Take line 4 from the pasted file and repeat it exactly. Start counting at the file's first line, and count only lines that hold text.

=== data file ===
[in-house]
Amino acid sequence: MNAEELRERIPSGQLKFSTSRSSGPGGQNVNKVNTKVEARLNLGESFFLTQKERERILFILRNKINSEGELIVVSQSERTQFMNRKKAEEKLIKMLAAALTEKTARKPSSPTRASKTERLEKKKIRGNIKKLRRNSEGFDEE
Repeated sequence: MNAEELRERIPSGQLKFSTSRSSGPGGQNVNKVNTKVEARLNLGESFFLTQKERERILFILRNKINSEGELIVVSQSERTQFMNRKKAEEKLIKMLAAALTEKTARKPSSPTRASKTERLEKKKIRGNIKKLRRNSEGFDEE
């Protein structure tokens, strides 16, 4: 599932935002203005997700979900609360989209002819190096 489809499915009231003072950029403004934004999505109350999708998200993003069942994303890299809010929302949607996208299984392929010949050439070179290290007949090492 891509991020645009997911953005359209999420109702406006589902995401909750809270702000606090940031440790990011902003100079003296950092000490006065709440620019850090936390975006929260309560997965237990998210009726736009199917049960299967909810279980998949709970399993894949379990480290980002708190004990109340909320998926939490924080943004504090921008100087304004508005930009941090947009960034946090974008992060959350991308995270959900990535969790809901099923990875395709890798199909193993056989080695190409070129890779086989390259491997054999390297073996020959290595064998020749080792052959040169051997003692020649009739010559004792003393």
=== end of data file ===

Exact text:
């Protein structure tokens, strides 16, 4: 599932935002203005997700979900609360989209002819190096 489809499915009231003072950029403004934004999505109350999708998200993003069942994303890299809010929302949607996208299984392929010949050439070179290290007949090492 891509991020645009997911953005359209999420109702406006589902995401909750809270702000606090940031440790990011902003100079003296950092000490006065709440620019850090936390975006929260309560997965237990998210009726736009199917049960299967909810279980998949709970399993894949379990480290980002708190004990109340909320998926939490924080943004504090921008100087304004508005930009941090947009960034946090974008992060959350991308995270959900990535969790809901099923990875395709890798199909193993056989080695190409070129890779086989390259491997054999390297073996020959290595064998020749080792052959040169051997003692020649009739010559004792003393």